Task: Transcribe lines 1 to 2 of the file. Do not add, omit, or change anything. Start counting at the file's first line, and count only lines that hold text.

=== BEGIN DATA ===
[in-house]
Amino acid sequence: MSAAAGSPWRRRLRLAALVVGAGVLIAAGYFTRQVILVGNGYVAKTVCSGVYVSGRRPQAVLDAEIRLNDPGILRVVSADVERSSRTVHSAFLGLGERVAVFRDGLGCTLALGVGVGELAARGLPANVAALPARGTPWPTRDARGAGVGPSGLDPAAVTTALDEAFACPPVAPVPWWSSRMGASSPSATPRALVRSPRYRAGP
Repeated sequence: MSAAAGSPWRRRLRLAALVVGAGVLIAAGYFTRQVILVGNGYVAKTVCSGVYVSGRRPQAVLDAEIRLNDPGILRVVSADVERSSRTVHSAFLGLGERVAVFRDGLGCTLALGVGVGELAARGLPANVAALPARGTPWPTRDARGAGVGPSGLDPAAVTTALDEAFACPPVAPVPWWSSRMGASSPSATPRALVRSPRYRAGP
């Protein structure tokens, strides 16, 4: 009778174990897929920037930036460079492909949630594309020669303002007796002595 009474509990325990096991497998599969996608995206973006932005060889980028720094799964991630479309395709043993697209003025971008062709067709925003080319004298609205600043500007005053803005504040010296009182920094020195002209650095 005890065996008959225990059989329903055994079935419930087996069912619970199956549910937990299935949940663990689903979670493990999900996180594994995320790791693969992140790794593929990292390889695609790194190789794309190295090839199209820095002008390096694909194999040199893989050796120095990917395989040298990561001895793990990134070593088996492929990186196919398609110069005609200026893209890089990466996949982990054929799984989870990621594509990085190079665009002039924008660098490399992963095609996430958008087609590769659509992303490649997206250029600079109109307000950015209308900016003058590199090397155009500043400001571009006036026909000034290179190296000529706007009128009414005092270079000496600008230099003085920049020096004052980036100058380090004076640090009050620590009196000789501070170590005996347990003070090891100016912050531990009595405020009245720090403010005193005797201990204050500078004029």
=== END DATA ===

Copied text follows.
[in-house]
Amino acid sequence: MSAAAGSPWRRRLRLAALVVGAGVLIAAGYFTRQVILVGNGYVAKTVCSGVYVSGRRPQAVLDAEIRLNDPGILRVVSADVERSSRTVHSAFLGLGERVAVFRDGLGCTLALGVGVGELAARGLPANVAALPARGTPWPTRDARGAGVGPSGLDPAAVTTALDEAFACPPVAPVPWWSSRMGASSPSATPRALVRSPRYRAGP